Us humans have truly made this world uninhabitable for so long. Don’t you think it’s time we changed?
Humans are the number 1 negative impact affecting the environment and the natural world.
We have the capacity and capability to also be the number 1 positive impact but as a species we have as yet failed to show that.
Elephants and baboons are possibly the next ones in the queue for their influence on the environment around them being the gardeners of Africa, changing the landscape, spreading seeds and creating/destroying habitats and feedfor different animals.
This article explains how we as humans are continuing the negative impact even as NGOs trying to do our bit to alleviate the pressure on local communities to turn to poaching or trying to uplift the levels of poverty.
Earlier this week I gave a talk at a conference on drones spelling out our lessons learnt on using UAV’s for anti-poaching and security in the commercial environment.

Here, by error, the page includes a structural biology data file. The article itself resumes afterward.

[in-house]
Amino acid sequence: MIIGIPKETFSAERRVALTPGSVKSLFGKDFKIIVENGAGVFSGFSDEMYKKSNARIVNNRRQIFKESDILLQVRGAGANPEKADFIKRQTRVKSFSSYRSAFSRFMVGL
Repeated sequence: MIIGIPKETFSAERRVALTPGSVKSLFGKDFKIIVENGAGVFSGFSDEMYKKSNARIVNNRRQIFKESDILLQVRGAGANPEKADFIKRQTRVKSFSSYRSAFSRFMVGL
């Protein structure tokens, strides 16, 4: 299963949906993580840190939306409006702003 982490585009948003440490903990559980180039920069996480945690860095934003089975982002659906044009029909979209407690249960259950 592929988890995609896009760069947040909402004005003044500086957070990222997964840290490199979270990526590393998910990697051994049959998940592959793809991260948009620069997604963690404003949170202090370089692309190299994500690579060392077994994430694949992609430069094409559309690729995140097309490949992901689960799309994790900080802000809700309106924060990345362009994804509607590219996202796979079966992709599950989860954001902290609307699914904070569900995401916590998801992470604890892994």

Thankfully it was a well received talk and we got some good enquiries for future projects. It may have had something with us being one of few companies globally to have aviation authority BVLOS licences which means only we can the distances we fly!
Some of my talk covered parts of the study UDS did with CSIR which outlined the versatility of RPAS as a tool for conservation and counter poaching activities.
Did you know that there are birds out there that live to over 60 years old?
The Southern ground-hornbill is one such bird. It is a vulnerable species particularly in South Africa and there are allegedly 50 groups in Hwange National Park here in Zimbabwe where we have taken this photo.
They are a big bird and make a wonderful deep sound that can sometimes get confused with lion contact calls.
Having had habitats change into farmlands and human habitation has been a leading cause for their demise. Additionally they aren’t especially prolific in their breeding and locals sometimes use them as medicine, or “muti”, either for protection from lightning or to bring in rain.
What a world class study. So glad to be able to share how people are directly affecting wildlife habitats and population declines. This article specifically shows consumption from people in the USA, EU, China and Japan.